The space where kastom and the law overlap has seldom been a peaceful one. From the earliest colonial days, land, law and kastom were gunpowder.

Historian Howard Van Trease writes of the plight of Ni Vanuatu in the years immediately following the 1906 Condominium. He recounts how Edward Jacomb, a British civil servant, ultimately advised Ni Vanuatu to resist attempts to alienate their land with force, as the Joint Court was powerless to help them.

When a plantation operator was murdered on Epi in 1911, the event “evoked an outcry for the administration to instigate much harsher measures to reduce the threat against Europeans….”

Fast forward 100 years, and the problems of today bear a striking resemblance. The rule of law still doesn’t reach all the way out to the islands. The concept of land ownership and entitlement is still cloudy, and misunderstandings still lead to disagreements.

Disagreements still sometimes lead to violence.

The most striking example of this, of course, has been playing out on Tanna near Bethel village. There is much yet to be understood about the issue, and because some aspects of the dispute are already before the courts, we need to tread carefully.

Likewise, the widely held sense of outrage and search for kastom resolution needs to be treated with sensitivity.

But some things are already clear. The first is that innocent people are being caught up—and injured, in one case—because of misunderstanding, a lack of clarity and the absence of the rule of law.

However we proceed, whatever eventually transpires from this tragic and regrettable series of events, we need to find a way to make such situations more foreseeable—and, we hope, therefore more preventable.

Just as in a Shakespearean tragedy where we spend the first four acts wanting to shout a warning to the characters involved, this situation left many people asking, “how could they not have seen the problem coming?”

Well, they didn’t. What may seem clear to someone born into a situation can remain indecipherable to outsiders.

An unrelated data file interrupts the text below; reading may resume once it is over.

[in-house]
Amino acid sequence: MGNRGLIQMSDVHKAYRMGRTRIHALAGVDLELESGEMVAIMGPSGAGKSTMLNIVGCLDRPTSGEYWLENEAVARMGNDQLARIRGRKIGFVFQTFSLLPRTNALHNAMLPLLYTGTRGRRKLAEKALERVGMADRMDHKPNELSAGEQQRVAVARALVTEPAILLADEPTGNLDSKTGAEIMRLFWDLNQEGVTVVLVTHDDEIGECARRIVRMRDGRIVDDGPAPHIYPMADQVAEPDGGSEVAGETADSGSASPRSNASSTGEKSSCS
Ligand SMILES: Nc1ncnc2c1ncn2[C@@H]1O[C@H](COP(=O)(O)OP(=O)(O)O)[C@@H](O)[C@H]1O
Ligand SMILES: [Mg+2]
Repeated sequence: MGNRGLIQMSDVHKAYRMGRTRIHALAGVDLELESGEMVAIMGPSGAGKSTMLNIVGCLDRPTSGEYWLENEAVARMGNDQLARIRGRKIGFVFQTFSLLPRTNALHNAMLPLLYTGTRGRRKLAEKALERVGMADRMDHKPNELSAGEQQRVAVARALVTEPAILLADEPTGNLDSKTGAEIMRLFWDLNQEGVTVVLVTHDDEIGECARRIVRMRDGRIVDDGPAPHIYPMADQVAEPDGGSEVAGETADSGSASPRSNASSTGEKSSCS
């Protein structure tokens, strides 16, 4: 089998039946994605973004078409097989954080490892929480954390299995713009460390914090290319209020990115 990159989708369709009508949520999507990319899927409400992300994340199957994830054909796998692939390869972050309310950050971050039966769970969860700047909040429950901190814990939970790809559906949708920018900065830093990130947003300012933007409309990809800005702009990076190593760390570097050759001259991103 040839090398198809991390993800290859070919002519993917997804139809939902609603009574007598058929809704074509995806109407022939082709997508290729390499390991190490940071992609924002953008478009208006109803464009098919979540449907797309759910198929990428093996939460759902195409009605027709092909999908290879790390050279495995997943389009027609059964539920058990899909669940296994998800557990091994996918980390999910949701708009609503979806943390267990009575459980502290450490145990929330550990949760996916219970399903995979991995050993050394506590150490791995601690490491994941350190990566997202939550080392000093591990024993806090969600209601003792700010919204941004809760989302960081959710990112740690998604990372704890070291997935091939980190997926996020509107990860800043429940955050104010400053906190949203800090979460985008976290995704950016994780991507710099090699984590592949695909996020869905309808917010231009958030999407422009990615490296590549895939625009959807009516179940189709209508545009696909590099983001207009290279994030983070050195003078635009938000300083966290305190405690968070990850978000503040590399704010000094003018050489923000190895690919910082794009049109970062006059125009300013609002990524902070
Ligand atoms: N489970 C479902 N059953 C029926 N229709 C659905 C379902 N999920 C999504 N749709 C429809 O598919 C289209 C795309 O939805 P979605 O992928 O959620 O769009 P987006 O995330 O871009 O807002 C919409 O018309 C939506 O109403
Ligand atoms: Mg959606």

And let’s be clear about something else: There are outsiders on both sides of this story. Both kastom and the law are in effect foreign constructs, depending on which side you’re standing.

And considering how long it’s taken the Nikoletan council of chiefs to get things back in hand, it seems to be the case that the situation is complex even for those looking at it up close.

Edward Jacomb was sent to Epi to transport a confessed murderer from one of the Shepherd islands back to Port Vila, there to be imprisoned. Mr Jacomb was mystified to see that not only was the chief glad to hand the killer over, but the killer was perfectly content to accompany him.

He shouldn’t have been surprised. Had the chief and his villagers had to live with the after-effects of a killing in their midst, the results might easily have spun out of control. Just as it has here in Tanna.

Perhaps those people in the thick of things in Tanna can take a lesson from this. It might be that the ‘alien’ force of criminal justice might just be the thing to draw out the irritants causing such terrible conflict. We can deal with them in Vila.

And with the space that distance provides, there might be room for kastom to heal the wounds.

We need to find a useful way to draw a line between kastom and the rule of law. That means giving space for kastom to resolve the issues of land and rights. That means accepting that kastom ends at the prison gate. This means allowing the accused to face his accusers according to the traditions of law and criminal justice.